A new lawsuit filed last Thursday in Connecticut state court by an employer alleges that the employer’s due process rights are being violated by “inherently conflicted and irreparably unfair proceedings” at the Commission on Human Rights and Opportunities (CHRO) — the state agency responsible for investigating and enforcing the state’s anti-discrimination laws.
In the lawsuit, NERAC v. Krich, a copy of which can be downloaded here, the employer alleges (among other things) that that the administrative law judge (a human rights referee) is a client of the presenting attorney (Commission Counsel) in a federal court lawsuit that has similiar issues to the ones that the employer is facing.
Because of that attorney-client relationship and other due process violations, the employer alleges that the five cases it has before the ALJ must be dismissed.
There are lots of details to this lawsuit that can’t be neatly summarized in one short blog post, but several allegations jump out upon a quick review:
First, for those employers, that think the CHRO hearing process is quick and cheap, the lawsuit shows that the employer in this case has been dealing with allegations for over five years and many weeks’ worth of hearings in five consolidated cases.
Moreover, the employer sought to recuse the human rights referee (Michele Mount) on the grounds that she had applied for an associate position at the employer’s lawfirm (Jackson Lewis LLP) and was denied a position from the employer’s specific counsel (Victoria Woodin Chavey) in January 2012. Ms. Mount denied the recusal motion, the lawsuit alleges, on the ground that “‘administrative adjudicators”‘are not required to meet the same standards of impartiality as judges.”
On the date that the motion for recusal was denied, the lawsuit also alleges that Ms. Mount “had reviewed the LinkedIn profile of a senior officer of [the employer] whose alleged remarks had been the subject of a motion in limine” that had been denied. When the employer sought to preclude reliance on information outside the evidence admitted at the hearing, the referee also denied that motion as well.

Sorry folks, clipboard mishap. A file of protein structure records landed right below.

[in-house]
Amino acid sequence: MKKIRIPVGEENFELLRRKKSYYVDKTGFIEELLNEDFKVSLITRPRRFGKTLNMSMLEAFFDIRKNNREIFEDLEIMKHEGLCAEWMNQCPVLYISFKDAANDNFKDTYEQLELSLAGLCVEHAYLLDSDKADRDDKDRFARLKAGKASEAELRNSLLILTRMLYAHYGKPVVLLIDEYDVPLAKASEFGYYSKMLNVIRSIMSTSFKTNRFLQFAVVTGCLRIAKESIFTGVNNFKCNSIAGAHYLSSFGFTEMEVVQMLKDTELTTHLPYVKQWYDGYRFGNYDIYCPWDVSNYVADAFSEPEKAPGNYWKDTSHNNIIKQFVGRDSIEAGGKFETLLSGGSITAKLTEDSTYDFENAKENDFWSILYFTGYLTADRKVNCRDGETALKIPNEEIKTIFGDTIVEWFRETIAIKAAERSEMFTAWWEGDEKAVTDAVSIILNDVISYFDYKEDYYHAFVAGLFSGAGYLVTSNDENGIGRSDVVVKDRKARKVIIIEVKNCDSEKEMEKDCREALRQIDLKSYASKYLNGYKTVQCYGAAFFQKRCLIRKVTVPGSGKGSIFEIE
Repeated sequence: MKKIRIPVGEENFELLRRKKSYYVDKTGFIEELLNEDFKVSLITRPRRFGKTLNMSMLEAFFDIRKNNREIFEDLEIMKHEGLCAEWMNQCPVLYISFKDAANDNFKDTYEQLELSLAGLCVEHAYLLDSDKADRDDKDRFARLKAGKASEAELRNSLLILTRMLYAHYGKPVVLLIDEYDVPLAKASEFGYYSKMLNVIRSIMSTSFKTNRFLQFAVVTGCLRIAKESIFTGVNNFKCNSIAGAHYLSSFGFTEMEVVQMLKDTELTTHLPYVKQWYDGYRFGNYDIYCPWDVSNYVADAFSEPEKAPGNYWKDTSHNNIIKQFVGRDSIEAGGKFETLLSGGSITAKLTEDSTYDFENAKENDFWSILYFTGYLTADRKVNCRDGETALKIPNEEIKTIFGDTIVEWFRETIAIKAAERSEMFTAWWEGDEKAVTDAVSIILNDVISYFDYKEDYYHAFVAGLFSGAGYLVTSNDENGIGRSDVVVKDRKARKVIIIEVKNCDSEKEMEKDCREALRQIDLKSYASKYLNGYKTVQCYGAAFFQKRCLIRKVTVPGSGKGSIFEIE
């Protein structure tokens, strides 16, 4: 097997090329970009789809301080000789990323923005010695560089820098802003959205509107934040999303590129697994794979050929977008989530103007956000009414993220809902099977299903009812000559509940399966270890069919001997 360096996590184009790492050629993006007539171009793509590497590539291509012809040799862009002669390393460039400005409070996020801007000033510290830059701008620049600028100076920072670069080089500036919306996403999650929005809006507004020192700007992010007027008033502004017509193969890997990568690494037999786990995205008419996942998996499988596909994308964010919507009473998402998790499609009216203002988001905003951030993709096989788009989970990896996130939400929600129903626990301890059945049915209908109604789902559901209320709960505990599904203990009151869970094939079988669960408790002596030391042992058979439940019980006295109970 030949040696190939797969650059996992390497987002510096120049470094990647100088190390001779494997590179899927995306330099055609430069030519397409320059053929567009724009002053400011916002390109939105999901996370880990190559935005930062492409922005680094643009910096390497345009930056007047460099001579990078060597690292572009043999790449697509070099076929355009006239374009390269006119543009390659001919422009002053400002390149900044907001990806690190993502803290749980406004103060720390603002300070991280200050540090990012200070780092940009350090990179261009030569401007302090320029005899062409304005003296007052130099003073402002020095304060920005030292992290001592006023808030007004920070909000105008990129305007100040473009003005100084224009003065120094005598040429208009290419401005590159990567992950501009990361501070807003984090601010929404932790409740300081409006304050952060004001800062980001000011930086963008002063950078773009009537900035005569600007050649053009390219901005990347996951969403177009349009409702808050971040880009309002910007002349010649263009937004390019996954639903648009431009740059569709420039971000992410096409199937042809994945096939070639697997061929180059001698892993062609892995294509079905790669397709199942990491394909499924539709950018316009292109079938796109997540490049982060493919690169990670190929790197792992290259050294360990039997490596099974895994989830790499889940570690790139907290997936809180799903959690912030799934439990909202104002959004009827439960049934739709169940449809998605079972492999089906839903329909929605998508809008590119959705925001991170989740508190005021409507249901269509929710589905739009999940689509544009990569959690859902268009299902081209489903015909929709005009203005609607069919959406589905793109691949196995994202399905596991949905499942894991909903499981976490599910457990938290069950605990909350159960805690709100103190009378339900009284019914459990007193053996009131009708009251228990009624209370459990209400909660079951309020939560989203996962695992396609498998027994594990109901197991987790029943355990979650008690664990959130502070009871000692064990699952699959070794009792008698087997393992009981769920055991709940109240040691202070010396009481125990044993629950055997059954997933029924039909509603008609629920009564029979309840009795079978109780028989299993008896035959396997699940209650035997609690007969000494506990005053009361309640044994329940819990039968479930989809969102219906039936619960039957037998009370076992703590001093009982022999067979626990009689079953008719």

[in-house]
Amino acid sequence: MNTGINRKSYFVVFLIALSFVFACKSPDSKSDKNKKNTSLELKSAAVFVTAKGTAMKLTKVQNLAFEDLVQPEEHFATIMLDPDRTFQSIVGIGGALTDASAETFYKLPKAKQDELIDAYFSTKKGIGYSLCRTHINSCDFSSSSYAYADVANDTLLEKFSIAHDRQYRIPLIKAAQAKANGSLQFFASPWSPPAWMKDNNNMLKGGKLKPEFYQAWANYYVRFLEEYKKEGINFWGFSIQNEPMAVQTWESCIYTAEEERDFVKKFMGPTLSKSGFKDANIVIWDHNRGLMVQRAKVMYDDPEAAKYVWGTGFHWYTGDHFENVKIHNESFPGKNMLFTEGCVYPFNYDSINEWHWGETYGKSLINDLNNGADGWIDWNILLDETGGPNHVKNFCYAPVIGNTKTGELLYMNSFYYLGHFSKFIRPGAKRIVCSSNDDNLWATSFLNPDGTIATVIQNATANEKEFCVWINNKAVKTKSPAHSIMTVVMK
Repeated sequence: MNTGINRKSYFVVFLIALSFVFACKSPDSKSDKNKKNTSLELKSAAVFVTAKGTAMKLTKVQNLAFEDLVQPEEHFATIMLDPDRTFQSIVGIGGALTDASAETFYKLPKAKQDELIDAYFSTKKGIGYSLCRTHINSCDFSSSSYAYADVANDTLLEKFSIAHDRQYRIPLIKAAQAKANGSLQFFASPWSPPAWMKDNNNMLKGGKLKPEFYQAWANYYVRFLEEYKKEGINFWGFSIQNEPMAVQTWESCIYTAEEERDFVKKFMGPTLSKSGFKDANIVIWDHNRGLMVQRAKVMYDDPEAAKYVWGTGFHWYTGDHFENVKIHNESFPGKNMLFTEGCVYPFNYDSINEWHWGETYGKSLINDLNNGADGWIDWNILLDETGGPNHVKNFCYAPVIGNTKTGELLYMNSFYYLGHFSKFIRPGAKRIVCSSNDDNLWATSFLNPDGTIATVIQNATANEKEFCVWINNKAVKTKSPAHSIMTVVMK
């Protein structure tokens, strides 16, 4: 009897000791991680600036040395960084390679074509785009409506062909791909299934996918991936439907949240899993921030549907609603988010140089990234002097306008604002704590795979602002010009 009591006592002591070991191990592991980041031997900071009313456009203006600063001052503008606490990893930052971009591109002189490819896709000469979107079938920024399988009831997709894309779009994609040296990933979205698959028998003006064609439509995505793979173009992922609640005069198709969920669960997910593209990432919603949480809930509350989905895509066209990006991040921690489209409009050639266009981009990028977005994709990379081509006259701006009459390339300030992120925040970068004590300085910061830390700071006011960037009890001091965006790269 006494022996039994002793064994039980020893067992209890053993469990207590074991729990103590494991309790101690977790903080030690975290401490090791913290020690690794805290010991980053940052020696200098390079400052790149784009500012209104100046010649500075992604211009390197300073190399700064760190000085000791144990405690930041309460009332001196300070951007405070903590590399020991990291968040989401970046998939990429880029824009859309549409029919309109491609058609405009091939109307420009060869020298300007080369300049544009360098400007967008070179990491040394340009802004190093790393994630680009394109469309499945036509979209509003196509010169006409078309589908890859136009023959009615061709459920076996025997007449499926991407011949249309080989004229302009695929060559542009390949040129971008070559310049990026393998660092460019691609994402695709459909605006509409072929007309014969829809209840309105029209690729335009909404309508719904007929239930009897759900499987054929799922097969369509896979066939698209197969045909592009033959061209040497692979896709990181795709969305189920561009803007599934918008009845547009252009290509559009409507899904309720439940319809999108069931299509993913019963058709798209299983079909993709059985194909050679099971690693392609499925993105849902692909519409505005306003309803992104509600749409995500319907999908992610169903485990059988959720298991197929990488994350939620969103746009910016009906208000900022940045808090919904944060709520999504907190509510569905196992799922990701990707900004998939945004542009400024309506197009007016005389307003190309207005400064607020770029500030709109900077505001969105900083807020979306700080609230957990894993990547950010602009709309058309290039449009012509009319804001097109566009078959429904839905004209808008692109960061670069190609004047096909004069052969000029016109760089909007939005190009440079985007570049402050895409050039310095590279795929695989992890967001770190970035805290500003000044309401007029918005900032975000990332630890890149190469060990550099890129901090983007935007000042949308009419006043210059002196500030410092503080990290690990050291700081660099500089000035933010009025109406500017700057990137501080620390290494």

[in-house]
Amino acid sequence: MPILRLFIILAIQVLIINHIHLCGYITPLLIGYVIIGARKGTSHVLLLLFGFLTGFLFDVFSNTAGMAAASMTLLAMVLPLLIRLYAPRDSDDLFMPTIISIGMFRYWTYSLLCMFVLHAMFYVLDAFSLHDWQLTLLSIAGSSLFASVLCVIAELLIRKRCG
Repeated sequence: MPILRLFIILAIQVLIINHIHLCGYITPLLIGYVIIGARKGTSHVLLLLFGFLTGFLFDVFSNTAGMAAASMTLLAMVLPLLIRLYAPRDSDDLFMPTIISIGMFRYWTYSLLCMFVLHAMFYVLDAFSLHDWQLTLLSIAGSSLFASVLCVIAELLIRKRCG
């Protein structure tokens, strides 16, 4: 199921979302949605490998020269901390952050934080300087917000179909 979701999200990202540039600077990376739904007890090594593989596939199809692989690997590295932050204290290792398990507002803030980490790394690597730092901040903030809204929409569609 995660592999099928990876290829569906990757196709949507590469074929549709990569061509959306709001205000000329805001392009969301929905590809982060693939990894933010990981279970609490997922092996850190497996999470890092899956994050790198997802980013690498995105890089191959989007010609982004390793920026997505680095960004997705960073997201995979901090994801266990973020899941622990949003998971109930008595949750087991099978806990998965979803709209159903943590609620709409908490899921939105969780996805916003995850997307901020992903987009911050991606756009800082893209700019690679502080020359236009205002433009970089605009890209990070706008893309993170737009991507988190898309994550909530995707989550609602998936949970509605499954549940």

The lawsuit alleges that the CHRO is also pursuing an agenda of allowing attorney’s fees or emotional distress damages despite “no statutory authority to award such damages pursuant to Conn. Gen. Stat. Sec. 46a-58(a).” It cites to the City of Shelton lawsuit that I covered back in August 2012.
The employer sought an ex-parte injunction, which was denied, but the court did schedule a hearing on the motion shortly. The CHRO — through the attorney general’s office — has not yet filed a response and just filed an appearance in the matter on Friday.
For employers, the lawsuit should be carefully watched. Some employers have been suspicious of whether they are able to get a “fair shake” at the CHRO and this lawsuit will certainly bolster those suspicions. Whether a court will ultimately intervene, however, is an entirely different question that is simply impossible to answer at this early stage.
Regardless, if employers have any hearings at the CHRO where the agency is seeking emotional distress damages on behalf of a complainant, they should continue to monitor this case and the Shelton case previously mentioned.
(Disclosure: I previously worked with the employer’s counsel, Ms. Chavey, at our former firm, Day, Berry & Howard up to 2005 or so. I have no involvement, however, in the above proceeding.)
NERAC v. CHRO